The Complainant contends that the Respondent’s purchase of the domain name booking.eu from the first registrant during the Sunrise period was made in bad faith and lacks any legitimate interest, especially when considering there must have been clear knowledge of the Complainant’s prior rights to the trademark “booking,” which the Complainant is using for the very same business activity as the Respondent.
The Panel observes that in cases involving highly descriptive and generic trademarks, the issue of any risk of confusion must be tested as set forth in Art. 21 of Regulation 874/04, and it must be carefully ascertained in order to avoid any type of monopoly on these generic words. This is particularly the case when generic and descriptive denominations are combined in device trademarks, described in Art. 7, c) and d) of Council Regulation n.40/94 on the Community Trademark and relevant national transposition laws.
Therefore, the Panel finds that “booking” is clearly describing the activity taking place, i.e., booking on-line, and the word is generally used for making reservations, as proven through widespread use of the word by professionals in the travel and tour industry on a national and international basis. And, using it as a domain name could not create any confusion as to who is offering the service, even when used by a competitor.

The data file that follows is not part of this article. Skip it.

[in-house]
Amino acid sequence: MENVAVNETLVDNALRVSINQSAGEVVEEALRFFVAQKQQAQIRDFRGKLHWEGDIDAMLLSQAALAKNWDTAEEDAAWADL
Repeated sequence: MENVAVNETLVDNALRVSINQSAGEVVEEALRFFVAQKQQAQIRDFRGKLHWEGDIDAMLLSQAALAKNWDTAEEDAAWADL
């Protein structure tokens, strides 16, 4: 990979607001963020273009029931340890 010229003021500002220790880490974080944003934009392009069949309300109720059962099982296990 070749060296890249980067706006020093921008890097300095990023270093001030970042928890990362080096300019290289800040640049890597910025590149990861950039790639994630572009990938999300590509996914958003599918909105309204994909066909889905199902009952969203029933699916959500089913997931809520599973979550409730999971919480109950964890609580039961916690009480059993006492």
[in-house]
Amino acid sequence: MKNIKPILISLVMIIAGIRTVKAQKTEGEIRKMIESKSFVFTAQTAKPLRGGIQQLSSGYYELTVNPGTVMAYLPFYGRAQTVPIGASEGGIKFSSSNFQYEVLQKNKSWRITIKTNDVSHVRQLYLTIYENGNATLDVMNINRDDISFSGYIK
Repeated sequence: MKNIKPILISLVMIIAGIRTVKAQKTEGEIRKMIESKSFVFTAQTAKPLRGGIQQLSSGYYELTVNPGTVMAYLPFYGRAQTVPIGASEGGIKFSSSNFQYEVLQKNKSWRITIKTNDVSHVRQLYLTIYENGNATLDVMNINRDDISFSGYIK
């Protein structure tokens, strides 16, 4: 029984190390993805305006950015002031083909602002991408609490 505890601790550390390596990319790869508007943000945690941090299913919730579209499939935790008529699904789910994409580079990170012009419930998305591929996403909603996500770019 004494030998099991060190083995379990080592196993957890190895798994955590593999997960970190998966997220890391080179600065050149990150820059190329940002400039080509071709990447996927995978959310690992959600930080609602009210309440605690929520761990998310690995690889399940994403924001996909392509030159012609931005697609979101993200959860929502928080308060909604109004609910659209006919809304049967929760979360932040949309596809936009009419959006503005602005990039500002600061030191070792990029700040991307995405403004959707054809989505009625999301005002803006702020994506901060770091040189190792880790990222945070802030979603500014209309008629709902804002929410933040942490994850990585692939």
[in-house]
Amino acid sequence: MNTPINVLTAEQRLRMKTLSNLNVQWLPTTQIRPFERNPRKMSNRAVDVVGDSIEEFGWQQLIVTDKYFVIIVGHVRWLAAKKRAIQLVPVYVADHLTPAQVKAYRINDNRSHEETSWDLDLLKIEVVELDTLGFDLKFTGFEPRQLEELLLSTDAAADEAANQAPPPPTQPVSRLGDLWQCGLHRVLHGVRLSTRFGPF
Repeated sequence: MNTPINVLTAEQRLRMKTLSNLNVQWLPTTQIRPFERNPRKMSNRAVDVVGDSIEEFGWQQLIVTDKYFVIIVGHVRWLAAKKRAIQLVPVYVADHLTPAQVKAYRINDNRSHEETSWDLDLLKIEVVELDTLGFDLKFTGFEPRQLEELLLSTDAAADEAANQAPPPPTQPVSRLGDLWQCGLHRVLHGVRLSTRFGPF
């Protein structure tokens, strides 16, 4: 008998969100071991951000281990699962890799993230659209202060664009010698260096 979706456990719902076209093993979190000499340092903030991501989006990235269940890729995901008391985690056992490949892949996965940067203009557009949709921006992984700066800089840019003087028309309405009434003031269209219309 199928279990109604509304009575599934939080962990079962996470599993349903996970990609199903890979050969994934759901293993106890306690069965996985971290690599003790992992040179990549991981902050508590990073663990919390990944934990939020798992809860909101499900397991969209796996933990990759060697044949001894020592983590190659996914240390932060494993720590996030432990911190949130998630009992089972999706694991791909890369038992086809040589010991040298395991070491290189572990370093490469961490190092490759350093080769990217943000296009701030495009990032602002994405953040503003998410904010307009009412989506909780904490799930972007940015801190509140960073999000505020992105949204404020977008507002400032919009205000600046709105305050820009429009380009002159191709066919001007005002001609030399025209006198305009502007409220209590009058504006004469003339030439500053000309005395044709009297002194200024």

As well, the Panel does not find that Complainant offered relevant documentation establishing any special and unique secondary meaning to the word “booking.”
Consequently, the Panel unanimously rejects the Complainant’s allegations that the Respondent lacks a legitimate interest in the name, especially as both parties entered into an affiliation agreement for using the Respondent’s website booking.it. Furthermore, Art. 21, 2, a) of Regulation 874/04 do not support the Complainant’s position. In addition, because the word “booking” lacks any special distinctiveness and matches the activity of the Respondent when applying for and using descriptive domain names (for its offer of such services in the tourism industry), the claims of bad faith are groundless.